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by Ross Mack - GUI Computing
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"Ok, son, watch closely. The hand is quicker than the eye. I'm movin' this window and I'm movin' this window and this window. Keep your eyes on 'em cause they move real fast. Now, son, all you go to do to win your $5 back is tell me which one the desktop is under."

The Windows 95 shell has been with us for a little while now. And mostly we've got quite used to it. It's even the shell on Windows NT these days. The thing about the Windows 95 shell is that it is more configurable than any previous version of Windows. There are whole reams of options that can be changed about the way the shell works and there are dozens of ways to extend it. These range from the sublime to the ridiculous. For a look at some of the simple extensions you can make to your desktop have a look at the PowerToys and KernelToys packs available for free download from Microsoft. One of my personal favourites is a systray icon called "Tiny Explorer" from Wright Futures.

However, you don't need to start writing system level code in C or Delphi to start to extend your desktop to make it work more the way you want to. Windows95 puts the power to customise just enough features in the hands of the average user to make a developer's life much easier. As I have been using Windows95 I have come a cross a few things that definitely make my life easier when doing day to day development. Here are a few of them:

Compact and Repair.

Access MDB files are always associated with Access, so that when you double click on them Access will open up with the database you clicked on open. However, this can be a real pain if all you want to do is Compact or Repair that database. Because then you have to close the database, select Compact or Repair from the file menu and go searching for the database again.

The easy way around this is to go into Explorer and choose View|options from the menu, then go to the File Types tab of the options dialog box. Find the "Microsoft Access Database" entry (or "MDB File" for Access 2.0) and then click Edit to change the particulars of the File type. The next Dialog box shows you (amongst other things) a list of actions associated with the File Type (Access Databases in this instance). By default there should only be one action, "open" which launches Access passing it the name of the file.

What we want to do is add two new actions, so click the "New…" button to add the first one. The dialog then displayed asks you for a Name for the action and the Application used to perform it. In the first text box (labelled action) type "Compact" and in the second type in the path to your Access executable (MSACCESS.EXE) or use the browse button to find it. Once you have the path and filename of Access in the second text box add "/Compact" after it. Follow the same procedure to add the Repair action entering "Repair" for the name and add the "/Repair" command line parameter in stead of "/Compact". The dialog should look something like this:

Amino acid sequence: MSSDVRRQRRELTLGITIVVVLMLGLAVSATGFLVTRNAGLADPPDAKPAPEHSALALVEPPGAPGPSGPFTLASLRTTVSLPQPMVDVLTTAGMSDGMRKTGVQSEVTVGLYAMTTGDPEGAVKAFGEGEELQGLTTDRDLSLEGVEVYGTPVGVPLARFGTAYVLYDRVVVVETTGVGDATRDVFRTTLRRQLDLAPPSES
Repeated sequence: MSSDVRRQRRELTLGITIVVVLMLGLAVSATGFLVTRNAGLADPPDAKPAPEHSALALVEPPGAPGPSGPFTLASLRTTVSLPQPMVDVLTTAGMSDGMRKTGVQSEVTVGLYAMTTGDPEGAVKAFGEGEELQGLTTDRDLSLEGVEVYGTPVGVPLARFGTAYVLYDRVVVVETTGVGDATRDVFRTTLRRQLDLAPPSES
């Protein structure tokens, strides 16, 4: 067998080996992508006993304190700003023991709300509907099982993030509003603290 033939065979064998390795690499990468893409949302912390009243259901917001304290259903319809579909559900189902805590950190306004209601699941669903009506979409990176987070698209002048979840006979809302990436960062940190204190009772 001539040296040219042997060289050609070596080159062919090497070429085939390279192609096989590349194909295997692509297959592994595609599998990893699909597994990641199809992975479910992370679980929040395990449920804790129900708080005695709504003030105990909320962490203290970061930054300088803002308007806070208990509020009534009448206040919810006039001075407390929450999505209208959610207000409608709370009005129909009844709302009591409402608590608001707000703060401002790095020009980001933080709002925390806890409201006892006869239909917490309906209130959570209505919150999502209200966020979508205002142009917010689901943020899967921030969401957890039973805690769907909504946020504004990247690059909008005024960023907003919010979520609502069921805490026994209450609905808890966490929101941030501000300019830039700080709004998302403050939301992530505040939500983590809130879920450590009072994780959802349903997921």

Then all you need to do is save all your changes and exit. Now, when you right click on an MDB file you have the option to not only open it but to Compact it or Repair it as well. How handy is that ? Remember you should always Repair and Compact your Access databases before distribution to minimise size and this makes it easy.

There are also some other Access command line parameter you can add here if you want to have the option to make Access open your MDB exclusively (/Excl) or Read Only (/Ro) or using the settings from a specific INI file (/Ini <inifile path and filename>).

See the Microsoft Access documentation for more details on these command line parameters.

In fact if you write some of your own utilities for dealing with MDB files (either in VB or in Access) there is no reason why you can't add these to the list of available actions as well.


When you are working with VB4 or VB5 and lots of OCXs (ActixeXs) and building your own components or OLE (ActiveX) servers I find I tend to be registering and unregistering things all the time. This usually requires opening up a DOS prompt and running REGSVR32.EXE or a similar utility and passing it the path and filename of the ActiveX OCX or DLL that you want to register. All in all that results in a lot of typing and remembering paths and such and although I am usually in favour of that sometimes it just gets too boring. So, here is what you do.